The Air Force Academy has once again found itself in the spotlight over attempts to prevent its cadets from expressing their religious faith. The Conservative News Service reported that officials at the Academy removed a Bible verse that had been placed on a residence whiteboard by a cadet after the atheist group Military Religious Freedom Foundation claimed that other cadets had complained that they were offended by the scripture.
While the whiteboard had been designated by the academy for both personal and official use, Air Force Academy officials bowed to pressure from the atheist organization's founder, Mickey Weinstein, who appointed himself spokesman for a supposed group of 29 cadets whom Weinstein claimed were offended by the presence of Galatians 2:20 on the whiteboard.
The scripture, placed there by an unnamed cadet, read: “I have been crucified with Christ, and I no longer live, but Christ lives in me. The life I live in the body I live by faith in the Son of God who loved me and gave Himself for me.”
Weinstein insisted to Fox News that had the Christian cadet displayed the scripture in his room, “not a problem. It's not about the belief. It's about the time, the place, and the manner.”
Making a case for his intrusion into the academy's business, Weinstein claimed to Fox's Todd Starnes that the verse turned the otherwise orderly academy into a hostile environment. “It clearly elevated one religious faith over all others at an already virulently hyper-fundamentalist Christian institution,” said Weinstein. “It massively poured fundamentalist Christian gasoline on an already raging out-of-control conflagration of fundamentalist Christian tyranny, exceptionalism, and supremacy at USAFA.”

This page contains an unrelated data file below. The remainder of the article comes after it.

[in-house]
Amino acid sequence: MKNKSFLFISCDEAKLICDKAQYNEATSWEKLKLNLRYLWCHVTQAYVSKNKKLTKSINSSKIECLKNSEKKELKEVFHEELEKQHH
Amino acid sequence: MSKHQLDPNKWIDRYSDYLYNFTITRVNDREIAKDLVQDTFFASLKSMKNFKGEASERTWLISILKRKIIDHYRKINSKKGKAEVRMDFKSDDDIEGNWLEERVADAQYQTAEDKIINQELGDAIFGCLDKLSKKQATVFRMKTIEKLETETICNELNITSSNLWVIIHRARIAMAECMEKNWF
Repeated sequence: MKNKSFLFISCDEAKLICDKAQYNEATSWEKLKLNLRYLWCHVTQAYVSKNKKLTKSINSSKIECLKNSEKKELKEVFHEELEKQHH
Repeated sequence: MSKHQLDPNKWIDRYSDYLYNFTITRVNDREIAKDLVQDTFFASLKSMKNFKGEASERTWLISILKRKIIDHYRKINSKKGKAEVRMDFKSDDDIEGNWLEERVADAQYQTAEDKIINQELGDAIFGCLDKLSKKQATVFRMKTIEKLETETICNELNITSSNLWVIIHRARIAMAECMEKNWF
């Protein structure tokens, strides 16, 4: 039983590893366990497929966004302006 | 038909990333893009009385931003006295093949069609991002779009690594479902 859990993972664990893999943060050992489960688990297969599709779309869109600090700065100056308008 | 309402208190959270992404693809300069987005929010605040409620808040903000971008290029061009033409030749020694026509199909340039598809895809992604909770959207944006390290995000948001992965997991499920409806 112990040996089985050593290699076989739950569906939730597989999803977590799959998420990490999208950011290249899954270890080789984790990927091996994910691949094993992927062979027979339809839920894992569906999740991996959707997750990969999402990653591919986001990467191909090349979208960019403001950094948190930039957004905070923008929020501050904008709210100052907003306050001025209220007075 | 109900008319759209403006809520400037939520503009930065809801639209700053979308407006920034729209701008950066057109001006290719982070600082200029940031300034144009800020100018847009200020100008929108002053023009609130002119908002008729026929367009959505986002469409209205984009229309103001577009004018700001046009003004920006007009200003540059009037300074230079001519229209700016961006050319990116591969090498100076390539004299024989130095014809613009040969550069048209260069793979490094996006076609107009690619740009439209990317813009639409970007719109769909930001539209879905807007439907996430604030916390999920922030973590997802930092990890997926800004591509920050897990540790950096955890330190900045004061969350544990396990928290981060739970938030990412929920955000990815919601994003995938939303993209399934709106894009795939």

Weinstein has targeted the Air Force Academy in the past over issues of religious expression by service members. Last October he complained about the presence of the phrase “so help me God” in the honor oath taken by all incoming freshmen cadets at the Academy. The next month the Academy's superintendent, Lt. Gen. Michelle Johnson, revealed to enraged congressmen that she had indeed caved in to the pressure from atheist complainers and dropped the phrase.
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Photo of U.S. Air Force Academy cadets in formation with Cadet Chapel in background: AP Images